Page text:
Dear Nate Thank you for highlighting my article from the distant past. I am pleased that some still read the literature , although I know you always have been scholarly and thoughtful. The book you review sounds interesting from many vantages and reminds me of 2 issues: one from Ainsworth following Bawlby’s publication in the World health Org monograph in which she discussed cultures where mothering was diffused among many vs singular mothering and the varied outcomes. The second issue concerns the parsing of effect of culture on collectivism and community spirit vs individualism and survival Capitalism.. The adaptations and fit with various societal norms may differ but the hierarchic reorganization at Latency depends on a bio-behavioral shift that requires the enhancement of inbuilt structures .. That for me is what latency is aboiut… Multilinearity and diversity within the limits of biologic determinism… The review was great and I look forward to more discussion TED

  2. nathan szajnberg, MD Says:

    As usual, Ted Shapiro adds depth and thoughtfulness to our discipline.
    The intent of this review and of IP.net is to generate discussion in order to refine our thinking as a discipline.

    Ted’s ideas remind me of Bobby Paul’s paper at IPA (reprinted in IP.net) in which he outlines cultural differences that will influence psychoanalytic practice (and thinking). Ted broadens our ideas including attachment theory and socioeconomic effects on our views of the inbuilt structures and how they unfold.

  3. Eugene Mahon MD Says:

    Dear Nathan, thank you for your review of this important book and for Ted’s insightful comments. While there is no question that biology and culture are crucial to the establishment of latency, it is the children who cannot establish a stable latency for themselves that we see most often in our consulting rooms, their potential latencies hobbled by intense drives they have not been able to tame or inhibit, suggesting that the classical ideas about the formation of latency can also help us understand what’s going on, as much as culture and biology can. Freud, Bornstein, Sarnoff et al. while acknowledging the role constitution, culture, endowment play, also stress the psychodynamic impasse that a six year old faces from the point of view of all the sexual and aggressive energies oedipal and leftover pre-oedipal issues have “saddled” him with. In this crisis he withdraws from confounding oedipal torment, regresses instinctively to an anal hiding place, but finding no respite there, reaches for reaction formation and gets his ego to build an obsessional caricature of character for himself that has little chance of surviving unless culture and biology come lovingly to his assistance. There is no need to pit drive theory against the role of culture or biology here, but drive theory can help us understand why the plus one concept can become a plus two, or three, or four or five as middle childhood tries desperately to master over-stimulated drives with only minimal help, or no help at all, from a useless or toxic “facilitating” environment. As one very traumatized child insightfully put it after a year of analysis: “my anger frightens me”. But he was talking to an analyst who knew how to understand him psychodynamically and this made a world of difference. By the way, Nathan, it is not just the books that should be made cheaper: analysis should be cheaper too so that the latencies of under privileged children like this can be gradually restored to them.
    Eugene Mahon

  4. nathan szajnberg, MD Says:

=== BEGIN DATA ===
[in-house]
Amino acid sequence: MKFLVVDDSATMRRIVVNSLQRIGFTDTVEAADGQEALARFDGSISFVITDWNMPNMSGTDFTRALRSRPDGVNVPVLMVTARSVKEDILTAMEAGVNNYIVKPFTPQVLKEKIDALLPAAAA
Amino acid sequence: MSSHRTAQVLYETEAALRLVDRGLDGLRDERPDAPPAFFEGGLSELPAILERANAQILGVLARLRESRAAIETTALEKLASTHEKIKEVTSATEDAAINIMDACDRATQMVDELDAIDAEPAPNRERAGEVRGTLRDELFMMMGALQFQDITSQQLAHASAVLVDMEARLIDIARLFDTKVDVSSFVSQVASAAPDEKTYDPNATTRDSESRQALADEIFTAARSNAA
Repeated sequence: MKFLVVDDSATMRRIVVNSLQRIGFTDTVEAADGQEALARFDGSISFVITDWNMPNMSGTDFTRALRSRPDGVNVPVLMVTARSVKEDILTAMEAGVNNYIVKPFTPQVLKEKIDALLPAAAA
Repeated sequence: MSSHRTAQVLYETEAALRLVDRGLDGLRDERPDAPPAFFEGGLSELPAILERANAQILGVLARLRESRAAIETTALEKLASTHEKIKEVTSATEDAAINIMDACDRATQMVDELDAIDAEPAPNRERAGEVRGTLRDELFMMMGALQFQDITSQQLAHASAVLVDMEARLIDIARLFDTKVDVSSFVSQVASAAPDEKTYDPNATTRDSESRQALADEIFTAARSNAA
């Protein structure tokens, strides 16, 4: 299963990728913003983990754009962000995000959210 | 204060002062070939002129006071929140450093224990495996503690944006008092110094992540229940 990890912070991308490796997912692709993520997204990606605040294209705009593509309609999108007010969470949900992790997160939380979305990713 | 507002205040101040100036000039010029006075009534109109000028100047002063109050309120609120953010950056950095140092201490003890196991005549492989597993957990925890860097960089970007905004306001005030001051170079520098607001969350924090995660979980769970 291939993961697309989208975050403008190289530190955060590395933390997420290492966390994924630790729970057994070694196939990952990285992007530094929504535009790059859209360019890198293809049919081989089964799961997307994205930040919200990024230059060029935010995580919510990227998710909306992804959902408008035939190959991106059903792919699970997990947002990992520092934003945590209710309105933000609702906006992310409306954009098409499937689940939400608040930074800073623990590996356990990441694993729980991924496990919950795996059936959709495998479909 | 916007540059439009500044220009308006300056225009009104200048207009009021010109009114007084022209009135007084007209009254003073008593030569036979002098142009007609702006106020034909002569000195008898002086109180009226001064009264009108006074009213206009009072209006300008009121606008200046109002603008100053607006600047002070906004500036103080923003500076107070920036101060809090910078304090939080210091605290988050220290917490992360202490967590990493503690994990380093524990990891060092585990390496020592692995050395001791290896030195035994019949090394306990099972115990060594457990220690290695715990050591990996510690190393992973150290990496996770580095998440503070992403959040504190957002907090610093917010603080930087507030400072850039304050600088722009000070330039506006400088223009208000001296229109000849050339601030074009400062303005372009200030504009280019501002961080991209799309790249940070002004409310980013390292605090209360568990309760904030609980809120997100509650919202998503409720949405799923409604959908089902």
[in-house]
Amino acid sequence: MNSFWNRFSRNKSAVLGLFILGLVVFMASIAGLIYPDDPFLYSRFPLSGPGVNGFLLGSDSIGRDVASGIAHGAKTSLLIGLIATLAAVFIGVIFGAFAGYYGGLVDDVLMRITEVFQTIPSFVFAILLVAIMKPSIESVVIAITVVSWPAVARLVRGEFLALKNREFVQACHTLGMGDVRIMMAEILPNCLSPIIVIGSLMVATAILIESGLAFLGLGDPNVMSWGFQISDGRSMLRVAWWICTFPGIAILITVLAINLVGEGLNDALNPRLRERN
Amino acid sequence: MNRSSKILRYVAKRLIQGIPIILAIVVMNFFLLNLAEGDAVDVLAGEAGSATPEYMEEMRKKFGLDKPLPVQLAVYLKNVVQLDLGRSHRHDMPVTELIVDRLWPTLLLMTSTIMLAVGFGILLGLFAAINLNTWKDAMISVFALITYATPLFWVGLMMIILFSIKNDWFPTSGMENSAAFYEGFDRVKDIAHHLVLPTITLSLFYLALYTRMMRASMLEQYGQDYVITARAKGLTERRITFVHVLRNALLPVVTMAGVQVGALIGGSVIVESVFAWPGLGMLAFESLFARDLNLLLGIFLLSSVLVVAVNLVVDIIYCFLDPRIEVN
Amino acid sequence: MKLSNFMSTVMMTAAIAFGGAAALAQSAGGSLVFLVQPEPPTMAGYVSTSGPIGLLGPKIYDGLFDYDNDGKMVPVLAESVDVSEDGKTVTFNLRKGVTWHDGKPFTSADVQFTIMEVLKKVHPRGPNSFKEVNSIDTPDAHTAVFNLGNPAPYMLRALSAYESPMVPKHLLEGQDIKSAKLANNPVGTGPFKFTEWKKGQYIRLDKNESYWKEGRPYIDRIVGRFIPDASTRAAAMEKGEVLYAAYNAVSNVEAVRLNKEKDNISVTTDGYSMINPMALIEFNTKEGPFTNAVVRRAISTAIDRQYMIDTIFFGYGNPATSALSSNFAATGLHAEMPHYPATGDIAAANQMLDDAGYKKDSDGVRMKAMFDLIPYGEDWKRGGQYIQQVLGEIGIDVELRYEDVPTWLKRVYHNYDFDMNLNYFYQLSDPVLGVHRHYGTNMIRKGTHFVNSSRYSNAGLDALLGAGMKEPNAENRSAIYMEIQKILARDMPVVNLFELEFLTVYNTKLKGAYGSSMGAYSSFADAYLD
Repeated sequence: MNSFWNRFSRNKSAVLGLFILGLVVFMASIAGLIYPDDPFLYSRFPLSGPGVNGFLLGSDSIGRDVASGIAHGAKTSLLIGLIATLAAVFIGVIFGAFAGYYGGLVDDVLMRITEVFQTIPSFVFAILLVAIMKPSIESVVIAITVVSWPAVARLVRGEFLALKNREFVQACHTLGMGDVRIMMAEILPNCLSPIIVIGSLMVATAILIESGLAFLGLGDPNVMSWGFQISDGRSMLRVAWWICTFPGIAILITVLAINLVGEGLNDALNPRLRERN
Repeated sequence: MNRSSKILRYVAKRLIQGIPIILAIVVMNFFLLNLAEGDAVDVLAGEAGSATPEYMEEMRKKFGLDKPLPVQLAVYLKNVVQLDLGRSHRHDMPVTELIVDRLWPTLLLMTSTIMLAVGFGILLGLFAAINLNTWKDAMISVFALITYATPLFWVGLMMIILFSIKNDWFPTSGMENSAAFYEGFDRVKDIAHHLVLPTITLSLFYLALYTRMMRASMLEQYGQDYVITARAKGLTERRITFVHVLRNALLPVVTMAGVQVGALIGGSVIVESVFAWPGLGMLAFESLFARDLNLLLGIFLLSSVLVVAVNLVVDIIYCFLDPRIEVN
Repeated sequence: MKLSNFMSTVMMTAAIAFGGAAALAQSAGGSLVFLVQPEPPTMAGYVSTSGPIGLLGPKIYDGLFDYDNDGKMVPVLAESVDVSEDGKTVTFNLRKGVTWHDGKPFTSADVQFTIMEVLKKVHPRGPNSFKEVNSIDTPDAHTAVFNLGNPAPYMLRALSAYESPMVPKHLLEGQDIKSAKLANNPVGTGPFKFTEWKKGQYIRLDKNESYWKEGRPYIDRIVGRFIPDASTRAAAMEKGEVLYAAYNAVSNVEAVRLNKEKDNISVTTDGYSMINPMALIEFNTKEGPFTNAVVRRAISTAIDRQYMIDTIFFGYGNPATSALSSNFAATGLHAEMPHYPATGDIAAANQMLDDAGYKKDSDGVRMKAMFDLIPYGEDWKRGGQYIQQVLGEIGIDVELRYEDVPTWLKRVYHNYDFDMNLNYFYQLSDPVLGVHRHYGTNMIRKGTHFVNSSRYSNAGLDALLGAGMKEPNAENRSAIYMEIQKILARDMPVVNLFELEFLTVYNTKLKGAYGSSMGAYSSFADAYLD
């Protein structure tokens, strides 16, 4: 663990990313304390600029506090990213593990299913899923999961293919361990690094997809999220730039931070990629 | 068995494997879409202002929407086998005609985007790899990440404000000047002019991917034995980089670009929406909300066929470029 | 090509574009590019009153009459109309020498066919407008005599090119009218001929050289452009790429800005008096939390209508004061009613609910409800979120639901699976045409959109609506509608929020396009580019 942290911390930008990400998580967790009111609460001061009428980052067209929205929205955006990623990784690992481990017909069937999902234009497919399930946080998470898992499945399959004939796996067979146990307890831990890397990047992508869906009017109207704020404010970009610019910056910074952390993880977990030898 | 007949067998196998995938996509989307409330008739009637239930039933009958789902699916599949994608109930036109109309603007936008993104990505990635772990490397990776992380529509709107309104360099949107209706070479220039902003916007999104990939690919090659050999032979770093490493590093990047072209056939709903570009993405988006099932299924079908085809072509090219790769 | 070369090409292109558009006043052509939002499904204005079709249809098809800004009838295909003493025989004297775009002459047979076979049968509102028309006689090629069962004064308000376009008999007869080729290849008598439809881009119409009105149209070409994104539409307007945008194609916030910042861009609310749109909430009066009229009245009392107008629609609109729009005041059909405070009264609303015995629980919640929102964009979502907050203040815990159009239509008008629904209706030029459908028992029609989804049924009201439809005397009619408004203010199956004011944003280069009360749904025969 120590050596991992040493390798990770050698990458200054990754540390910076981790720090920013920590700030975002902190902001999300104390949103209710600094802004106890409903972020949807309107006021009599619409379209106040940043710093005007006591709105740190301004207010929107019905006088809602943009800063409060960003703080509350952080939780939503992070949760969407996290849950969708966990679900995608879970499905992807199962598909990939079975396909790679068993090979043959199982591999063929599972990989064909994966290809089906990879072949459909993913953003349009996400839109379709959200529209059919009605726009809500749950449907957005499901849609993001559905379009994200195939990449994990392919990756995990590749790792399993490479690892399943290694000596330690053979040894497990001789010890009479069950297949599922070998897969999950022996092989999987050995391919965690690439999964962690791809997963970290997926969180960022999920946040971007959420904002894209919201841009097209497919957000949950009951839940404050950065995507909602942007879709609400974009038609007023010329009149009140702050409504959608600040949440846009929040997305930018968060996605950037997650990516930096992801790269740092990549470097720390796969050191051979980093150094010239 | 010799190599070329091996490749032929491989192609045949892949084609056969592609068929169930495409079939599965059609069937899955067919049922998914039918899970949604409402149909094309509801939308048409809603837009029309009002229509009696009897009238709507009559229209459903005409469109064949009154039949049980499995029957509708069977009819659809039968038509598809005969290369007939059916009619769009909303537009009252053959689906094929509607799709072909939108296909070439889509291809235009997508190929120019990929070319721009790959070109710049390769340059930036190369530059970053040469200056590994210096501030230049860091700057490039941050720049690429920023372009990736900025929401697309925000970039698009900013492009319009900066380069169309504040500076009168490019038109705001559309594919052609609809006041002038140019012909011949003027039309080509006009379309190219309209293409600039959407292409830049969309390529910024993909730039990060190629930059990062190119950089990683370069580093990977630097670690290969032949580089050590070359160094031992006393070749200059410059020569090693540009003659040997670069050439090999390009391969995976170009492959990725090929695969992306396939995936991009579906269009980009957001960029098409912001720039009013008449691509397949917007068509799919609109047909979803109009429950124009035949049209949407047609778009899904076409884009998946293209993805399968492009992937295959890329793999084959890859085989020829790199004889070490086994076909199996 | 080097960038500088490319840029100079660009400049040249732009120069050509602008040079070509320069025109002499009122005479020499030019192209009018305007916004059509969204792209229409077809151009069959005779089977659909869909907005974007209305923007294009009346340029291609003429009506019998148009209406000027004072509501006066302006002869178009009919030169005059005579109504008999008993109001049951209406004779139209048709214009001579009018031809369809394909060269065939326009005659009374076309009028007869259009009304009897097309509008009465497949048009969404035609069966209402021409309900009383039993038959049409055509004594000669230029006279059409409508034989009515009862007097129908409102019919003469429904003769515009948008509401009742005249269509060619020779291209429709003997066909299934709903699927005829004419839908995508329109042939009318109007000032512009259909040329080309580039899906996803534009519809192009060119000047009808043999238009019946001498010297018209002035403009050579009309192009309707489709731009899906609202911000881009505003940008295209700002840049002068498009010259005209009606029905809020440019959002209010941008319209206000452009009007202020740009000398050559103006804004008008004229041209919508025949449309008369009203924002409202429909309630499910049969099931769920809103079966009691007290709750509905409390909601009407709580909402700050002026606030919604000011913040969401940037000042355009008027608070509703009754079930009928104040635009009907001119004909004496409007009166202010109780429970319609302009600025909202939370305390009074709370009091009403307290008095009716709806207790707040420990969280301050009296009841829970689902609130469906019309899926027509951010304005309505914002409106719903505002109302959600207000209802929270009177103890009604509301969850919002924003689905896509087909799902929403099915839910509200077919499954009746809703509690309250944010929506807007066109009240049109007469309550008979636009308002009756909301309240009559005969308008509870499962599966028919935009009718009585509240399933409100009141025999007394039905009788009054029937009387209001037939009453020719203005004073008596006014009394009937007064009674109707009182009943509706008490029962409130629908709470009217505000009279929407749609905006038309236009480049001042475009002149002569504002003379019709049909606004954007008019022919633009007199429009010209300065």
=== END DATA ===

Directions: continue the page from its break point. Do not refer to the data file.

Dear Eugene,
    I start with your last comment, which is on target: our fees. I agree that we can do something about that more easily than about book prices. One of my teachers, trained in Vienna, said that other than Freud, most analysts had day jobs to support their psychoanalytic practice (and, he added, he thought that the quality of analytic work was better). This is an important and altogether further issue to address. He also strongly believed that we shouldn’t accept third-party payment: these payers ultimately want to control the treatment (or deny paying altogether).

    I understand your comments as emphasizing how alive, how mobile, how dynamic is the inner life of the child (and others). Ted’s article emphasizes what happens in reasonably good development. When vicissitudes of life interfere, the child begins running down (and back) the developmental scale as you describe.

    Thank you for your comment.
    N. Szajnberg, MD

  5. Tamar Schwartz Says:

    Comment from Letiicia Franieck:

    Seven Plus or Minus One: Latency in Germany and Brazil
    (An “Orphaned” Book Review)

    FirstlyI would like to express my deep gratitude to Dr. Szajnberg for his review. Secondly, I thank you kindly Dr. Shapiro’s and Dr. Mahon’s for their thoughtful comments. From the reasonably good development to the vicissitudes of life interfering in the development, I would like to highlight particular vicissitudes (e.g. immigration, war exposure, homeless exposure)and their consequences on the development of masses of children age 7 plus or minus 1 -to understand the adaptation that they have made, their vulnerability, their familiar values, their emotional and social models of organization.

    The book has had the intention to ponder what the ‘globalization era’ may interfere. Since then I have continued research into the use of story stem techniques to understand children’s minds, moving towards higher risk groups – to this end I have been carrying out research on seven year olds street children. The story stem technique seems particularly well suited to understanding mental functioning in street children who by definition generally do not have adults who know them well who can provide an account of their functioning, likewise they are individuals who usually do not consult in psychoanalytical common settings – although they are often thought of as having major psychological difficulties, it is equally likely that they have particular psychological reserves.This study will provide the understanding of child development under such unfavorable circumstances– an environment apart from what we have experienced in the psychoanalytical common settings.